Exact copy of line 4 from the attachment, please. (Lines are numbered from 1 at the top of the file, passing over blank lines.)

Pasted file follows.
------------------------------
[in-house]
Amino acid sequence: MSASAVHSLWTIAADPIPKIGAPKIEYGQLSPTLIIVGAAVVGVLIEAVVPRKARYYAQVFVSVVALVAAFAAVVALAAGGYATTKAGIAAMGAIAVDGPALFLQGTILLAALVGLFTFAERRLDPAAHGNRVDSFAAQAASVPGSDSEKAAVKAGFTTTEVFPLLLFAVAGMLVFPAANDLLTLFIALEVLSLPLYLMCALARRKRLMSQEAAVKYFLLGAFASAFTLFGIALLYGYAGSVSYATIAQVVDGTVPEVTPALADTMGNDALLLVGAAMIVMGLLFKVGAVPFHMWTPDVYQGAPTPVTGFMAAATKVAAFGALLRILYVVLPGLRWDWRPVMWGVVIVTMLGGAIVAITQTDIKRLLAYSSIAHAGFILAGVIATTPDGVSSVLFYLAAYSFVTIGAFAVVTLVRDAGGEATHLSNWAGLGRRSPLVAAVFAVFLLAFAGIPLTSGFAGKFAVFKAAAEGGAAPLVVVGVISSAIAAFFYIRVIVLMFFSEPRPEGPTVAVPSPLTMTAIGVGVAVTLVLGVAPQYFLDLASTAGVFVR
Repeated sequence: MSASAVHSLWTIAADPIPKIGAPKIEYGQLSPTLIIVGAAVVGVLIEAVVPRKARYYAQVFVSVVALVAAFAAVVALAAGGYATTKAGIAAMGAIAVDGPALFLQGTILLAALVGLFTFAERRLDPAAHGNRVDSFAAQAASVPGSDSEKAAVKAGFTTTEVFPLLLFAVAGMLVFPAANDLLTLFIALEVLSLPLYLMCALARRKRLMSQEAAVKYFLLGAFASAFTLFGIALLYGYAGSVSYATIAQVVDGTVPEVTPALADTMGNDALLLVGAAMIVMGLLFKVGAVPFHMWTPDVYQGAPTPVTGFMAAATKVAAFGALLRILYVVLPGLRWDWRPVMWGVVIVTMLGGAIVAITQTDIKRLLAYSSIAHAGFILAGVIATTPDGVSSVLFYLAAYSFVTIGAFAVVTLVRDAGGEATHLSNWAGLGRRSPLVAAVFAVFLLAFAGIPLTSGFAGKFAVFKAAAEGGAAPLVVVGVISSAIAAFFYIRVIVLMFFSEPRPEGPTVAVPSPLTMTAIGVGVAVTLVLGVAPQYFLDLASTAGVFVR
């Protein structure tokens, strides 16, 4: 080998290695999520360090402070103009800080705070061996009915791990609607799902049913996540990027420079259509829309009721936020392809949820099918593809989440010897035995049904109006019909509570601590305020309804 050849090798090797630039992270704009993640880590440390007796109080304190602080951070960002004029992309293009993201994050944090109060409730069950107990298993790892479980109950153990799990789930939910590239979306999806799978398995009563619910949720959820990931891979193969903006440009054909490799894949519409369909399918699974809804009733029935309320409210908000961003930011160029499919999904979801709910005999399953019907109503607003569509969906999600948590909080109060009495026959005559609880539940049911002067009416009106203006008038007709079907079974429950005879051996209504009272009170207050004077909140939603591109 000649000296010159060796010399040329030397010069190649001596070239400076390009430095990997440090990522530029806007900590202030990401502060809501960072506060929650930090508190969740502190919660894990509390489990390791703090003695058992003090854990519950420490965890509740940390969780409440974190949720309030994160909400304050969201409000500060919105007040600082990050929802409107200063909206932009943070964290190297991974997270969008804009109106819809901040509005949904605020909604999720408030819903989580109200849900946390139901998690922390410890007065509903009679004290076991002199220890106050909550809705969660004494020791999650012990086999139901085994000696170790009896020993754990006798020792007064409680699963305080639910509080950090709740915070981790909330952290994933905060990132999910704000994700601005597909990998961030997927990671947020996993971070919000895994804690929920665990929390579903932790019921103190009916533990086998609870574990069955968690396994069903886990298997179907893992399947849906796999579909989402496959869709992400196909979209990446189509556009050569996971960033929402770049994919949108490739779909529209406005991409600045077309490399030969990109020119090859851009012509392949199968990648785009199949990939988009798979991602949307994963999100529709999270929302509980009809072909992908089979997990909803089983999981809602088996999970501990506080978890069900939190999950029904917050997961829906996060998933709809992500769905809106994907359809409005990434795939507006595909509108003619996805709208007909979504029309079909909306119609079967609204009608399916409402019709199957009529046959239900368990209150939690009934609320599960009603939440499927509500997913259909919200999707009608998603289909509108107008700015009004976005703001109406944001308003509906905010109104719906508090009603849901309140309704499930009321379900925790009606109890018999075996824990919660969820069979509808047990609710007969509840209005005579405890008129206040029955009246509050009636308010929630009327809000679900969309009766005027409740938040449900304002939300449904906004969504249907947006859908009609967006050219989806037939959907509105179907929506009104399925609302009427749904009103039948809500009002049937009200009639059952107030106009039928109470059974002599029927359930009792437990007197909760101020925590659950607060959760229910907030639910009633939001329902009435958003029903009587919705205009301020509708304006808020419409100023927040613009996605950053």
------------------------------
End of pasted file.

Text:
């Protein structure tokens, strides 16, 4: 080998290695999520360090402070103009800080705070061996009915791990609607799902049913996540990027420079259509829309009721936020392809949820099918593809989440010897035995049904109006019909509570601590305020309804 050849090798090797630039992270704009993640880590440390007796109080304190602080951070960002004029992309293009993201994050944090109060409730069950107990298993790892479980109950153990799990789930939910590239979306999806799978398995009563619910949720959820990931891979193969903006440009054909490799894949519409369909399918699974809804009733029935309320409210908000961003930011160029499919999904979801709910005999399953019907109503607003569509969906999600948590909080109060009495026959005559609880539940049911002067009416009106203006008038007709079907079974429950005879051996209504009272009170207050004077909140939603591109 000649000296010159060796010399040329030397010069190649001596070239400076390009430095990997440090990522530029806007900590202030990401502060809501960072506060929650930090508190969740502190919660894990509390489990390791703090003695058992003090854990519950420490965890509740940390969780409440974190949720309030994160909400304050969201409000500060919105007040600082990050929802409107200063909206932009943070964290190297991974997270969008804009109106819809901040509005949904605020909604999720408030819903989580109200849900946390139901998690922390410890007065509903009679004290076991002199220890106050909550809705969660004494020791999650012990086999139901085994000696170790009896020993754990006798020792007064409680699963305080639910509080950090709740915070981790909330952290994933905060990132999910704000994700601005597909990998961030997927990671947020996993971070919000895994804690929920665990929390579903932790019921103190009916533990086998609870574990069955968690396994069903886990298997179907893992399947849906796999579909989402496959869709992400196909979209990446189509556009050569996971960033929402770049994919949108490739779909529209406005991409600045077309490399030969990109020119090859851009012509392949199968990648785009199949990939988009798979991602949307994963999100529709999270929302509980009809072909992908089979997990909803089983999981809602088996999970501990506080978890069900939190999950029904917050997961829906996060998933709809992500769905809106994907359809409005990434795939507006595909509108003619996805709208007909979504029309079909909306119609079967609204009608399916409402019709199957009529046959239900368990209150939690009934609320599960009603939440499927509500997913259909919200999707009608998603289909509108107008700015009004976005703001109406944001308003509906905010109104719906508090009603849901309140309704499930009321379900925790009606109890018999075996824990919660969820069979509808047990609710007969509840209005005579405890008129206040029955009246509050009636308010929630009327809000679900969309009766005027409740938040449900304002939300449904906004969504249907947006859908009609967006050219989806037939959907509105179907929506009104399925609302009427749904009103039948809500009002049937009200009639059952107030106009039928109470059974002599029927359930009792437990007197909760101020925590659950607060959760229910907030639910009633939001329902009435958003029903009587919705205009301020509708304006808020419409100023927040613009996605950053």